Edgar Wright’s last directorial effort was The World’s End which released four years ago. It was the climax to his Three Flavours Cornetto Trilogy, which had reached cult status due to the British favourites Shaun of the Dead and Hot Fuzz. Since then he’s found himself almost directing Ant-Man for Marvel, but that ultimately ended up not happening due to conflicting creative choices. So that means Baby Driver, an original piece of work written and directed by him, holds the title of his first American film. Ten years on from Hot Fuzz, can Wright deliver a film just as memorable?
This film follows Baby (Ansel Elgort) a young getaway driver who is coerced into working with Doc (Kevin Spacey) a veteran crime kingpin. But when he meets Debora (Lily James), a girl he can be himself around, he starts to long for a way out of the crime underworld, but before he can leave he must assist with one final heist.
I’ll get straight to the point. I know it’s still too early for this type of talk, but there’s a number of categories that this film deserves an Oscar nomination for. Best Original Screenplay being one of them, Wright is certainly on form with this film and this script is yet another shinning example of what he is capable of crafting when he is at his best. The story itself takes narrative twists and turns as if it were the car Baby is drifting through the streets. It never feels formulaiac or predictable and there are a handful of moments and story decisions that shocked me in the best way possible. The dialogue is sharp, many scenes featuring just dialogue will still have you on the edge of your seat. The only scripts that have entertaining and enthralling dialogue to this standard are those written by Tarantino, and just like his films every character has likeable traits to them, despite them not all being good people. They all end up being extremely memorable due to a mixture of their character traits, the casts performances and the adaqute bits of development they receive, to let us know a little more about their backstory.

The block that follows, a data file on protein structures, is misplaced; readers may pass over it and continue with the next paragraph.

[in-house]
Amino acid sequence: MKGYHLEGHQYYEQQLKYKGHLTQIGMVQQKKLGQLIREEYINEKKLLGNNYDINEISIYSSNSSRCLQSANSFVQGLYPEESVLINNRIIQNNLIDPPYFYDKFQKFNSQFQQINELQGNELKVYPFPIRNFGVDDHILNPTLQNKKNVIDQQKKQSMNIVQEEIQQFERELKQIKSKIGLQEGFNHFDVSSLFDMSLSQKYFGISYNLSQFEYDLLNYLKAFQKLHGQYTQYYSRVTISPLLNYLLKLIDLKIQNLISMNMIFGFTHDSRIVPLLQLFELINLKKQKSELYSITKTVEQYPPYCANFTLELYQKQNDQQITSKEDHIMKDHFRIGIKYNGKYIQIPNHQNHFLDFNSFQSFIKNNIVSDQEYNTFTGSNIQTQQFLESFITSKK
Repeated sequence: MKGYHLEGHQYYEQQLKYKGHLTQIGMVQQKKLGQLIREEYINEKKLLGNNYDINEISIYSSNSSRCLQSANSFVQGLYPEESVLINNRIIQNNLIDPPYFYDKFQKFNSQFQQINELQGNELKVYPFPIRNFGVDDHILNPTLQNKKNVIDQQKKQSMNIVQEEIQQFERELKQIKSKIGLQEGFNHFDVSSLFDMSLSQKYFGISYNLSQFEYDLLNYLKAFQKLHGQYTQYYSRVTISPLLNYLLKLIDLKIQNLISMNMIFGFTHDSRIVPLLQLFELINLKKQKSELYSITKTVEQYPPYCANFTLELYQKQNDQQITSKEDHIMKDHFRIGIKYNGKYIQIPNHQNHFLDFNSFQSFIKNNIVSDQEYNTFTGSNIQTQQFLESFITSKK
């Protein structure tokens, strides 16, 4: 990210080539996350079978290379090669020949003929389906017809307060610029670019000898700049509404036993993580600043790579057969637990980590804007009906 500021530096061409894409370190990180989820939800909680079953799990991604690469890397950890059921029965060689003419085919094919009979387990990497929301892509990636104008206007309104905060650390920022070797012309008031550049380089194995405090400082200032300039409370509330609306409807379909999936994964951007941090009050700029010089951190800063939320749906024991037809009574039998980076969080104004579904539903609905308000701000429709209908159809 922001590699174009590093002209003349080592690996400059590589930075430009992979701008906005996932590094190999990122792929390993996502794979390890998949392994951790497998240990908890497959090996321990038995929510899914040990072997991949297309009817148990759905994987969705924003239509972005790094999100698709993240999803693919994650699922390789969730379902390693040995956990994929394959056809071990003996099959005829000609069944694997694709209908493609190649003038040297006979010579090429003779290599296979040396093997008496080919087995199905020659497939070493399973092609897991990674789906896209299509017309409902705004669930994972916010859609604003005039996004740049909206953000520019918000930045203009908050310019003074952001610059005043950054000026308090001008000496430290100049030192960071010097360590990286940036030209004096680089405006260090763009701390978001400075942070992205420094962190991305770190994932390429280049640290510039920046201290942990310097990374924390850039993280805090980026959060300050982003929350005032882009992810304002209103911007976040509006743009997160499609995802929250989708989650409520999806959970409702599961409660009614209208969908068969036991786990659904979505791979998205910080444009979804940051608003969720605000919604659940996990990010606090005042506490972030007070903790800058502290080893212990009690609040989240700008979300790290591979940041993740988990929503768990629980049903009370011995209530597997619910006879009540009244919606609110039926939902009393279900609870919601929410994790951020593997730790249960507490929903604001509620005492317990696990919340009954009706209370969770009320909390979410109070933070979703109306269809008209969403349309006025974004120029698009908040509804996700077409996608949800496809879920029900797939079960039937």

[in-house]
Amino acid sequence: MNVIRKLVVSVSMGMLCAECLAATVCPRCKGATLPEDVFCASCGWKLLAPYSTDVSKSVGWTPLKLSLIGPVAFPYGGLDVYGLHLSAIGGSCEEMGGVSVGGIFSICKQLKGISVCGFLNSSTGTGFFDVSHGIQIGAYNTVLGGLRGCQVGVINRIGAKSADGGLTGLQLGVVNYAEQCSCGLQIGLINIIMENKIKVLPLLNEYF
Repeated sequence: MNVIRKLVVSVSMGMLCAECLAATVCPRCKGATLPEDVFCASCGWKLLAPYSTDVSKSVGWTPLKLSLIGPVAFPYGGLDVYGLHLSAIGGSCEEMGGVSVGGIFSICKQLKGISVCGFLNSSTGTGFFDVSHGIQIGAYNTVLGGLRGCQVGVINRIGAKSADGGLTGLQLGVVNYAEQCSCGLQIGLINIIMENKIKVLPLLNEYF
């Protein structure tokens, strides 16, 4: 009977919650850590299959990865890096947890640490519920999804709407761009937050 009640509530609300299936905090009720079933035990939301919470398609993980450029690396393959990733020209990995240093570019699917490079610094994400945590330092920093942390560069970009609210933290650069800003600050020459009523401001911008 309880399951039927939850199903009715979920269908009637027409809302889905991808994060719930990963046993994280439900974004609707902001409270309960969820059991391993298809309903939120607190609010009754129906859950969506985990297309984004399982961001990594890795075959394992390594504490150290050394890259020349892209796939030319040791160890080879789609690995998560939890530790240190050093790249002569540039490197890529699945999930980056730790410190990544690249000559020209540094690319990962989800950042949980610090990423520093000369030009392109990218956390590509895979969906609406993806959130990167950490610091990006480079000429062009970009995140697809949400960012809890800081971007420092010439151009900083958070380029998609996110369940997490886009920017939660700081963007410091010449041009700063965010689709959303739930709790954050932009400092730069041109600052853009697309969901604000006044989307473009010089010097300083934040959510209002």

I’ve never seen The Fault in Our Stars or any of the Divergent films so for me, this film is my introduction to Ansel Elgort as an actor and I am very impressed. He completely makes this character his to the point where I cannot picture any other actor playing Baby. He’s believable as the best getaway driver out there and his chemistry with Lily James makes their blossoming fondness of each other something you connect with. There are small moments throughout the film where we learn about his childhood and he handles those emotionally reflective moments with ease. With all that being said I still haven’t told you the best aspect of this character. His love and need for music. I won’t go into detail as to why but Baby spends a large amount of this film with his iPod headphones in listening to music, the music gives him his rhythm whilst driving and he cannot drive without it. It’s a really good inclusion to the script that not only makes the character unique, but also allows for the soundtrack to be included within the film in a very fresh way, which I will get onto in more detail later on.